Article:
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Tern, Tern, Tern - Life Aboard

by Robert Betts (Age: 71)
copyright 06-13-2001

Age Rating: 7 +

(This is my column for Time Out Magazine for this month. I am a regular monthly columnist for "Time Out" Often the content is relevent only to the Florida Keys but I believe you'll enjoy this one)

Many wonder just what is it like to live on a boat at anchor. Well, usually it is quite calm and peaceful. For necessary ventilation, I prop the front hatch open with a 20 oz coke bottle to get some airflow through the boat. Without benefit of air conditioning it can get quite “toasty” during midday in southern Florida. Usually there is some breeze and if hatches are open, the flow makes it quite tolerable.

Today however there seems to be a storm brewing. The impending storm lifted the hatch sufficiently that the coke bottle was blown inward and the hatch just slammed down with a resounding thud… my heavy weather predictor.

One would imagine that on a boat, vermin and pests are simply not a problem. Not true. Some peculiar variety of black fly, which looks for all the world like a regular house fly has lately decided that “Sailboat” is his new nesting grounds. One would not be bad but they have invited all their “friends.” They are annoying when they land on you but worse yet these detestable “critters” bite.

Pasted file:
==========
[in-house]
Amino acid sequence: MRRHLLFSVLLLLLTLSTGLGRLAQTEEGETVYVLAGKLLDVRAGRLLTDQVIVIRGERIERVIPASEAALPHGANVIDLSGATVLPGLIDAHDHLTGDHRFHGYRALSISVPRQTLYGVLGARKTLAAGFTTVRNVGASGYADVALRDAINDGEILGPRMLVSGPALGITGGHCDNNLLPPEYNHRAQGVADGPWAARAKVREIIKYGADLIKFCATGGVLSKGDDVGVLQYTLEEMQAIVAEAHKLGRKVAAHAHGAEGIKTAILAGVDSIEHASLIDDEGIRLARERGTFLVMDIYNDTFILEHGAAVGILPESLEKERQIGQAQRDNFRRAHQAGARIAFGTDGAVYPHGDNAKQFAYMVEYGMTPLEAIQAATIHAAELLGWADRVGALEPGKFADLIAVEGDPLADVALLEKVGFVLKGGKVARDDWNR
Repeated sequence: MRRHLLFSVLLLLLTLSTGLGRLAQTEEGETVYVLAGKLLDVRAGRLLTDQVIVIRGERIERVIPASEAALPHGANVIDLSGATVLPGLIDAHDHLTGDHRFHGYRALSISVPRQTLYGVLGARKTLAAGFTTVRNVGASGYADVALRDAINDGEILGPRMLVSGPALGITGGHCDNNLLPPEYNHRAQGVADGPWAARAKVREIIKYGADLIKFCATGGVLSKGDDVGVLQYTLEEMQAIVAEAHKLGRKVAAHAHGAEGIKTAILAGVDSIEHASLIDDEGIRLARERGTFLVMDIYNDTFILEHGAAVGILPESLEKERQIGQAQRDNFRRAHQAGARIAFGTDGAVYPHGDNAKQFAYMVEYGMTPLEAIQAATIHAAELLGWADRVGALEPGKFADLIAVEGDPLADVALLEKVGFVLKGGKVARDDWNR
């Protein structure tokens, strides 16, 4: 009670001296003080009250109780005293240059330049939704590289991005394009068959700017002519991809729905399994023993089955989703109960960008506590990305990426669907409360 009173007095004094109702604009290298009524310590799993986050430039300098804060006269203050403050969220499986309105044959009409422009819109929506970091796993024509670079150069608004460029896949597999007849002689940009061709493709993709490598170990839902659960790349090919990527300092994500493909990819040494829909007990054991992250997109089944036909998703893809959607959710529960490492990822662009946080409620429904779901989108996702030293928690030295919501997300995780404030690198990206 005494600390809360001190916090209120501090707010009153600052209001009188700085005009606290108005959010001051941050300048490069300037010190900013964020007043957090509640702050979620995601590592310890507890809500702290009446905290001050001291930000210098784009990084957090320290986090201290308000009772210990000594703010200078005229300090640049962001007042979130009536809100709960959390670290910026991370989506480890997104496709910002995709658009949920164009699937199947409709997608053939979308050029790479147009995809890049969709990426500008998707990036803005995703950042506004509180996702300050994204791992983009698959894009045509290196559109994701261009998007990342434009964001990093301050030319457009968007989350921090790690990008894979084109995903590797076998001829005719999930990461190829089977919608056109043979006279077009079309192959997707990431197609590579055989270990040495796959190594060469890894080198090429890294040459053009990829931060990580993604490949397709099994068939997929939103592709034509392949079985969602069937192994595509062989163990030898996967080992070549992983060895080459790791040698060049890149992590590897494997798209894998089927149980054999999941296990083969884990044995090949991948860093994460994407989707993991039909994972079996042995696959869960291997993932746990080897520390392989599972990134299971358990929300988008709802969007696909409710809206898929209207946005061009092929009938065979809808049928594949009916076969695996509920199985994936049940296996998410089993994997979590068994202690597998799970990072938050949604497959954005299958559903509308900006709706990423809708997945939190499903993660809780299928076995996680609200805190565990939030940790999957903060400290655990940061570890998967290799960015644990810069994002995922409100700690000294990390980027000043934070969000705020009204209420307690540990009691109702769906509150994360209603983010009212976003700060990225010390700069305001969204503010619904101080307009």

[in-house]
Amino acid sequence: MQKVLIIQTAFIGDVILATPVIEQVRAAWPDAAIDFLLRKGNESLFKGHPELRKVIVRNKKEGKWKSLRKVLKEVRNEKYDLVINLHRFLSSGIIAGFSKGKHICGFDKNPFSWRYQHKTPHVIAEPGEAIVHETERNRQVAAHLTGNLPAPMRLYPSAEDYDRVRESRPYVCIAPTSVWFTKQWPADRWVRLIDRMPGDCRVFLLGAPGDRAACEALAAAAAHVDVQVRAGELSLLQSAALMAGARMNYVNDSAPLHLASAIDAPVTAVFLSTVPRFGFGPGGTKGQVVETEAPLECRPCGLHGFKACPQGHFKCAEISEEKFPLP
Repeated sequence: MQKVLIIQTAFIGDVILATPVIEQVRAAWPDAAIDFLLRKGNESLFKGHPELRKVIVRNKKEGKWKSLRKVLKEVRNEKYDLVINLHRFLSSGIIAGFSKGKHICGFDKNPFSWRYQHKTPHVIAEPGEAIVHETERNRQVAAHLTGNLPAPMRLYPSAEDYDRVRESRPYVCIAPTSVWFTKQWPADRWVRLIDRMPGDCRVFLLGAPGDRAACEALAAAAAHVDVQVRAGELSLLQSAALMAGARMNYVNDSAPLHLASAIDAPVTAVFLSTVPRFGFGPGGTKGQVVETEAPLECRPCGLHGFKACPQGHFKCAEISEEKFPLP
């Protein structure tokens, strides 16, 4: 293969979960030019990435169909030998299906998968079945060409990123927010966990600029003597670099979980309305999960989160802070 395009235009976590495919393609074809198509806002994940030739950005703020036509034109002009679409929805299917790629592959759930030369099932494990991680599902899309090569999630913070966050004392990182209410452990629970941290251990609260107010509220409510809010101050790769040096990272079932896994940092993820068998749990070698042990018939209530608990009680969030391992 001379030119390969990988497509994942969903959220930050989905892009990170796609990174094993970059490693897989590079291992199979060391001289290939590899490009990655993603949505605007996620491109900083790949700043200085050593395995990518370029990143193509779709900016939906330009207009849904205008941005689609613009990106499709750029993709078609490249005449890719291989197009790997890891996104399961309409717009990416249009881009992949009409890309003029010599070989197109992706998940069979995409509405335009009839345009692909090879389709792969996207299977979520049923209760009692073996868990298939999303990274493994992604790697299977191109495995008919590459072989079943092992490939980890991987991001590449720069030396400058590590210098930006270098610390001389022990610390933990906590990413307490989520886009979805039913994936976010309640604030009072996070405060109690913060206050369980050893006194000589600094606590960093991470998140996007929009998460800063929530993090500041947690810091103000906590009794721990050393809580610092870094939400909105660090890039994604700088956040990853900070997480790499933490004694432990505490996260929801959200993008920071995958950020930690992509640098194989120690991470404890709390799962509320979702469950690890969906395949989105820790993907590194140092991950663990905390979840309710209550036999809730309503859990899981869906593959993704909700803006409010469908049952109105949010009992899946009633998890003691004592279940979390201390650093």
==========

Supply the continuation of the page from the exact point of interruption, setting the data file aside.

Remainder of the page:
I am told it has to do with the crab traps which are being pulled and cleaned here. Every year at this time, there is a new invasion.

Florida summers also present another problem pest and that is “Our State Bird,” more commonly known as the mosquito. These delightful creatures also enjoy supping on your blood. I have tried the various remedies including citronella candles (which actually seem to be a delectable treat for mosquitoes) to various oily and disgusting lotions.

There is one remedy which truly does work and that is mosquito coils. These not only drive them away but one can actually enjoy listening to their high-pitched death-throes as they join the non-living. Dying mosquitoes is music to this boater’s ears.

This is considerably better than losing it and blasting away with the shotgun, which is not a terribly good idea when one realizes that the most important thing for a boat to do is float.